On most of the days of the main visit, I would spend at least an hour walking in the area of the studio and Suilven, recording the sounds of the environment and getting to know the geography of the area. Some days would involve planning reaching specific points, other days were more of a free roam, seeing where the paths would lead me and what sounds would present themselves. Of course, an exploration of the area in whatever form wouldn’t be complete without making the ascent up Suilven; I made the trip about half way though my stay, and I’m sure it comes as no surprise to say it had a profound impact on the direction of my work – both during the lead up to it and the time spent in the area afterwards. In the days before I made the trip, even though Suilven itself wasn’t at the forefront of what I was exploring or the sounds I was capturing, its monumental presence in the landscape meant its presence was always felt no matter what I was focussing on at any given moment. As the day of making the trip approached, I even felt a slight anxiety at the prospect of ascending it; I’ve done plenty of mountain climbs before, but how the mountain protrudes from the landscape in such an unusual and dramatic way makes the thought of climbing it both thrilling and nerve-wracking.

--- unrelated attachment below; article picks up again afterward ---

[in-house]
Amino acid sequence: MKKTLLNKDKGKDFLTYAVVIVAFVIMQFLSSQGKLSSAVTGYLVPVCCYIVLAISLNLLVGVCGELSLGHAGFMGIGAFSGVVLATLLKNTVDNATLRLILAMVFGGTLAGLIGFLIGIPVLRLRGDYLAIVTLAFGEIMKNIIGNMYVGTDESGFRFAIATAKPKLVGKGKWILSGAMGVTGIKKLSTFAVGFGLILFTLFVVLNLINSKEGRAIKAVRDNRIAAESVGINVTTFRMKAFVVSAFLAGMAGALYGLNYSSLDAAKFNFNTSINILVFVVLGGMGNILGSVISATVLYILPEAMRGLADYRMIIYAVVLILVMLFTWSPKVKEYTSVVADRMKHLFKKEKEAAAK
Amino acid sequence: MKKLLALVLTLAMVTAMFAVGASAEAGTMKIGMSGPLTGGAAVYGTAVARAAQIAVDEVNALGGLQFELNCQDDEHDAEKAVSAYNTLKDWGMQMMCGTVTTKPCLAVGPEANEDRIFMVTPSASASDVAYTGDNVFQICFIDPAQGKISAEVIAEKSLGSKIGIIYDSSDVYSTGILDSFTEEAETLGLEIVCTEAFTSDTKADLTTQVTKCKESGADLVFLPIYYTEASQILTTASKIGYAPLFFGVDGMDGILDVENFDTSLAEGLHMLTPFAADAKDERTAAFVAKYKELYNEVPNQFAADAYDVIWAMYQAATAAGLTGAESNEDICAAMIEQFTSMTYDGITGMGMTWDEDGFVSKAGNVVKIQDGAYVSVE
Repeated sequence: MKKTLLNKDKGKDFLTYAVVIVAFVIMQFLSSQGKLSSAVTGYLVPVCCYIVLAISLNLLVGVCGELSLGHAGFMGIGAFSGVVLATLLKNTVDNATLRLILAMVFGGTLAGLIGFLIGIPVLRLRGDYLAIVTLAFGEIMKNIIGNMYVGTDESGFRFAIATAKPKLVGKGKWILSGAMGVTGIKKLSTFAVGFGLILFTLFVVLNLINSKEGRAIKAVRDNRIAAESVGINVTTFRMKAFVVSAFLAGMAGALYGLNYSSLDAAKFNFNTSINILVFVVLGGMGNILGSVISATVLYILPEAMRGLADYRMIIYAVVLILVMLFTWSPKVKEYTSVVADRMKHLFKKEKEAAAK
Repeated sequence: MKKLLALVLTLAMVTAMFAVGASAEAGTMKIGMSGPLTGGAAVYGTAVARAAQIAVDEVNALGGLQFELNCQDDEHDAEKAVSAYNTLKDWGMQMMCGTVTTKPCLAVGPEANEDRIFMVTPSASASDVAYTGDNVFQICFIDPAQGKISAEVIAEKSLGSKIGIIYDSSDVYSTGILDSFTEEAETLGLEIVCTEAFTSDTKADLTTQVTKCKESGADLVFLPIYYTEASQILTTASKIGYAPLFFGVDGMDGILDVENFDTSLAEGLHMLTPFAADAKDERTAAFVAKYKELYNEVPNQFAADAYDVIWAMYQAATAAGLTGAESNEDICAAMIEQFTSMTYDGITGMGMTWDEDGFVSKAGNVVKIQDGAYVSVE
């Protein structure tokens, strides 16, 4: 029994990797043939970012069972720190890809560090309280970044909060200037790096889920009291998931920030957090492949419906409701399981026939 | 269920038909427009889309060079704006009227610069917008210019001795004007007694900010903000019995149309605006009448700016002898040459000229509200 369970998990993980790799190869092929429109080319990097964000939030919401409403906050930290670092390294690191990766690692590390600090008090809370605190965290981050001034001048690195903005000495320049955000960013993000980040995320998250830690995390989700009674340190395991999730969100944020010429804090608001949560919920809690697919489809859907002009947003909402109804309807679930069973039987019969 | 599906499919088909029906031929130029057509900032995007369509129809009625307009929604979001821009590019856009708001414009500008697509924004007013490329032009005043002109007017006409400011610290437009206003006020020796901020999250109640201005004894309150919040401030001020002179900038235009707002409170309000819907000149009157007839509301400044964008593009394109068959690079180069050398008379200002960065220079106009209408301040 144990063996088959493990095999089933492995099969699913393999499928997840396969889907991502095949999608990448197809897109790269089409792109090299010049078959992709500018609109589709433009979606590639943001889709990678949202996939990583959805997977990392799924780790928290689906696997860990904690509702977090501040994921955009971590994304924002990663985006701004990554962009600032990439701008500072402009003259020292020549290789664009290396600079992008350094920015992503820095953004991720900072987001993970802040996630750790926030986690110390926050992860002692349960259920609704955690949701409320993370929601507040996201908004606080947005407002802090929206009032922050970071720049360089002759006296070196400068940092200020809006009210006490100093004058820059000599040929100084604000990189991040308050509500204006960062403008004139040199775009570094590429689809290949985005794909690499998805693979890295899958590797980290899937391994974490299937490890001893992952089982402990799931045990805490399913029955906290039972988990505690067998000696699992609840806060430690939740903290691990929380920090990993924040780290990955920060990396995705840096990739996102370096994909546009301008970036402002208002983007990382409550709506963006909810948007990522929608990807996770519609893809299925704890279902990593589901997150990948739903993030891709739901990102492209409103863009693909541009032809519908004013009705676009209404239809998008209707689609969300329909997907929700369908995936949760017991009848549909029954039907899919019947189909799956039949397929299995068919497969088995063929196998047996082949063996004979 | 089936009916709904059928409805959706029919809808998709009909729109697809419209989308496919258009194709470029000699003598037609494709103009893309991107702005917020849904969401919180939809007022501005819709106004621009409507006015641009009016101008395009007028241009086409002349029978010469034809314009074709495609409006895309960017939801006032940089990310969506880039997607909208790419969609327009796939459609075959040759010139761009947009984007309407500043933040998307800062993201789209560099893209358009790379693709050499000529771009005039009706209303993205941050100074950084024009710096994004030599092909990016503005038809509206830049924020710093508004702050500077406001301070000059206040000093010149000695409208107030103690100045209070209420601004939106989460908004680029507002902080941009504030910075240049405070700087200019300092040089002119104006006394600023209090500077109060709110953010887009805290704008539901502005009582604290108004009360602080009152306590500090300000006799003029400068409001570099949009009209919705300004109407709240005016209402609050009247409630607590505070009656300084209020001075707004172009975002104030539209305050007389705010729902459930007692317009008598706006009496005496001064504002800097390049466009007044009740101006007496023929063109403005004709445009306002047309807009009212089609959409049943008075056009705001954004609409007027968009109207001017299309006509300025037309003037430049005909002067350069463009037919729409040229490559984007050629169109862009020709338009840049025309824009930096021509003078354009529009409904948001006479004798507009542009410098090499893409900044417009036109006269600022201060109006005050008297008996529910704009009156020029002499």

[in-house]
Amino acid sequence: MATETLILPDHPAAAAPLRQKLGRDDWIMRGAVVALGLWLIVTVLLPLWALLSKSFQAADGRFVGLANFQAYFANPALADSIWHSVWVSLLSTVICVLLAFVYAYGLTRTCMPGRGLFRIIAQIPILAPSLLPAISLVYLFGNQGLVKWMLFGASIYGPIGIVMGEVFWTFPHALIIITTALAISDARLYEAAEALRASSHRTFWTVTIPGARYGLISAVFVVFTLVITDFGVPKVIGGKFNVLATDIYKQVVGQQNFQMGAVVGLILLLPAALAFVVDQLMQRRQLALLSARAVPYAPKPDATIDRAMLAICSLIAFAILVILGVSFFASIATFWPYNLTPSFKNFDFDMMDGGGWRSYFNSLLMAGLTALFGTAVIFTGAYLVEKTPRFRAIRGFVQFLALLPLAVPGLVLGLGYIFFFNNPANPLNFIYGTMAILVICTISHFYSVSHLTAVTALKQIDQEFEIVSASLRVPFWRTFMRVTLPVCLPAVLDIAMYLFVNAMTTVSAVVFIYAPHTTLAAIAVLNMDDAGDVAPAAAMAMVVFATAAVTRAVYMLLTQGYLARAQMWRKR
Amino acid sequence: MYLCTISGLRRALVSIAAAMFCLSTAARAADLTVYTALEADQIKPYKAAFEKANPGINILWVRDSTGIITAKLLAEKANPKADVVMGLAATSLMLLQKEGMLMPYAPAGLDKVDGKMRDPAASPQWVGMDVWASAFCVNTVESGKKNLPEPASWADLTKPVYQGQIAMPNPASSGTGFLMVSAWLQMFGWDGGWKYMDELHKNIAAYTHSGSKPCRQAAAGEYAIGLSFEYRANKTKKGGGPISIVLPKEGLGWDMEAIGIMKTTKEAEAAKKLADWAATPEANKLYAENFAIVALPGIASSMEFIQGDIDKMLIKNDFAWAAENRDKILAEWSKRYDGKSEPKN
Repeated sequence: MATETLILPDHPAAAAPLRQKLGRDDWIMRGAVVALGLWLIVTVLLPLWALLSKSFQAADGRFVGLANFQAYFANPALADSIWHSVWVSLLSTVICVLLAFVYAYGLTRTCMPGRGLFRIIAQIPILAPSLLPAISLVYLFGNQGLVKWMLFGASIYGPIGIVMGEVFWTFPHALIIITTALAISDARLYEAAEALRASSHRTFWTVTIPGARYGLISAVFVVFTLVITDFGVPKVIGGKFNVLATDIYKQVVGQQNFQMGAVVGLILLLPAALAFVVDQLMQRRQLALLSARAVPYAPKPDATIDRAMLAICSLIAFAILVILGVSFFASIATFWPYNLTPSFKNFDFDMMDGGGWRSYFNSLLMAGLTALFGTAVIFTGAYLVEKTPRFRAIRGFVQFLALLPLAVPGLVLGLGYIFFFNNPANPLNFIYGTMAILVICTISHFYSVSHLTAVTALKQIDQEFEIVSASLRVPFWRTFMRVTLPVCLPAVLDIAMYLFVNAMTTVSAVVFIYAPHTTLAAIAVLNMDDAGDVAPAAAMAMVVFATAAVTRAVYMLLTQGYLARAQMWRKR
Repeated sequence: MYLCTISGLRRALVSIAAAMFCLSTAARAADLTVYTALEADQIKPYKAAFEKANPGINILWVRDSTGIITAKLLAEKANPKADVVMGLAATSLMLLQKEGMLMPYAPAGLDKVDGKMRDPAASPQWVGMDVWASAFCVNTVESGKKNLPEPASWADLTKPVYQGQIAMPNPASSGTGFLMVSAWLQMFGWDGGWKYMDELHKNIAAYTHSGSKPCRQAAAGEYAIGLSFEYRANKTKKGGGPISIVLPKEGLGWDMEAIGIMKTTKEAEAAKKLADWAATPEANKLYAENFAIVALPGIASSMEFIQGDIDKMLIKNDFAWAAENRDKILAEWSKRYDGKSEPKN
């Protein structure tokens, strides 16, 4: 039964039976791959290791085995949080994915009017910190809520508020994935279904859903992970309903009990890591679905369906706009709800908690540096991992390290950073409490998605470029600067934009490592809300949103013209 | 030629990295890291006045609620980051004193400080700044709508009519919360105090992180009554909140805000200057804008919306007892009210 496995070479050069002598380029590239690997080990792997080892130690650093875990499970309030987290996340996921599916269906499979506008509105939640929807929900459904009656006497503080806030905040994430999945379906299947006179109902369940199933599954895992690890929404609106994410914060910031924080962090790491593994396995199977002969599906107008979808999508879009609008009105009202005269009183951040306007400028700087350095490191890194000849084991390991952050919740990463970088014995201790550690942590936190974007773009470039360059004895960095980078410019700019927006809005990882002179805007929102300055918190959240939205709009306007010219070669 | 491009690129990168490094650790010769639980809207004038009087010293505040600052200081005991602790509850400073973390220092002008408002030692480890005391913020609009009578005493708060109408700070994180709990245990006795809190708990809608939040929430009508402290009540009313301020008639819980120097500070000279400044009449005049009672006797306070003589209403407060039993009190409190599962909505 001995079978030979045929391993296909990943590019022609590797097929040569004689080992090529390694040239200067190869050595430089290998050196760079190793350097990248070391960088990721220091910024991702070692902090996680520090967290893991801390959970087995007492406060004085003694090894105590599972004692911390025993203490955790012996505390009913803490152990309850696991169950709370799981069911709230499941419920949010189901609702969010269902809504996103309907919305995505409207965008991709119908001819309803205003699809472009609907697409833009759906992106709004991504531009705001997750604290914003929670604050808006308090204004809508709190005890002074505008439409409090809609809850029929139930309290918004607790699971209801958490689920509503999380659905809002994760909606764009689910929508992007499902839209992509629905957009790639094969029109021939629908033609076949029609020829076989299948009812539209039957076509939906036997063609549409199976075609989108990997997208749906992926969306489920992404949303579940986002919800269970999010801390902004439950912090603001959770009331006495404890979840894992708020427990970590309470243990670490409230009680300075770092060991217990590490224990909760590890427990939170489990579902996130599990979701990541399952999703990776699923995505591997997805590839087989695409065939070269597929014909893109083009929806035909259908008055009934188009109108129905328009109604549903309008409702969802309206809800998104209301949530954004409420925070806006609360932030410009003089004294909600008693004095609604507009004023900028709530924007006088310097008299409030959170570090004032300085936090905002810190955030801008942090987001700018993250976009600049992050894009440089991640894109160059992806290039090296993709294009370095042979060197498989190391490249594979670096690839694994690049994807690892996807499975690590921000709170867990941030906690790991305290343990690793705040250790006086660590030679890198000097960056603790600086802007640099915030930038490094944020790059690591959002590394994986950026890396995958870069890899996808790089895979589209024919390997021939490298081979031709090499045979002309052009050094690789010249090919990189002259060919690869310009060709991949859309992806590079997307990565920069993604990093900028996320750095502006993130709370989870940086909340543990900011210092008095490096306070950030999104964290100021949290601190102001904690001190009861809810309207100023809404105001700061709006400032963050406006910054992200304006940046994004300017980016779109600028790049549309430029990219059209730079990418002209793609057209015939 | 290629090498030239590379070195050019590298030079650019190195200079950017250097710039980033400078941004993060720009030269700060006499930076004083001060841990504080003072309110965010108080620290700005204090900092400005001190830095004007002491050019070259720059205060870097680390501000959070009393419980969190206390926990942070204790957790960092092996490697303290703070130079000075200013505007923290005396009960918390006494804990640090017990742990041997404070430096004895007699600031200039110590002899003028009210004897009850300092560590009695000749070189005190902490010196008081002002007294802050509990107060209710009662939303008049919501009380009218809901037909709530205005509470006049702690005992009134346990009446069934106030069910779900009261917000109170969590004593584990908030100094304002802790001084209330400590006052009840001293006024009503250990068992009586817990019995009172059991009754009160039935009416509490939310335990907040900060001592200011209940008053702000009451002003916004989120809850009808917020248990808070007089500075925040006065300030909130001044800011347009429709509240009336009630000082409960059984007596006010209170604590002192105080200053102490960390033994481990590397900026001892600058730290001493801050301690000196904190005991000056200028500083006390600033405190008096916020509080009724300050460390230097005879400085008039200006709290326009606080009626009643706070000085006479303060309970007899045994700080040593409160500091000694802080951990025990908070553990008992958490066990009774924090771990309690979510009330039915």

I could write pages and pages about the experience of climbing Suilven itself, and I’m sure others could and have written far more eloquently on the subject that I could so I will save that for now; however those feelings of anxiety transforming into excitement, the personal experience of the mountain transforming from one of a distant monolith to an intimate connection with the detail of the surface as one ascends, and then seeing the landscape sprawl from the perspective of the summit in a way unimaginable from down below were things that really stuck with me (somewhat of an understatement) and solidified my approach to the work I was beginning to produce.
This raised what has become the defining inquiry of the process of the work; how can I – through the material of recordings of the area and the technological tools at my disposal – create something that has the unique sonic ecology of Suilven at its core while conveying this experience of a transforming sense of scale and perspective.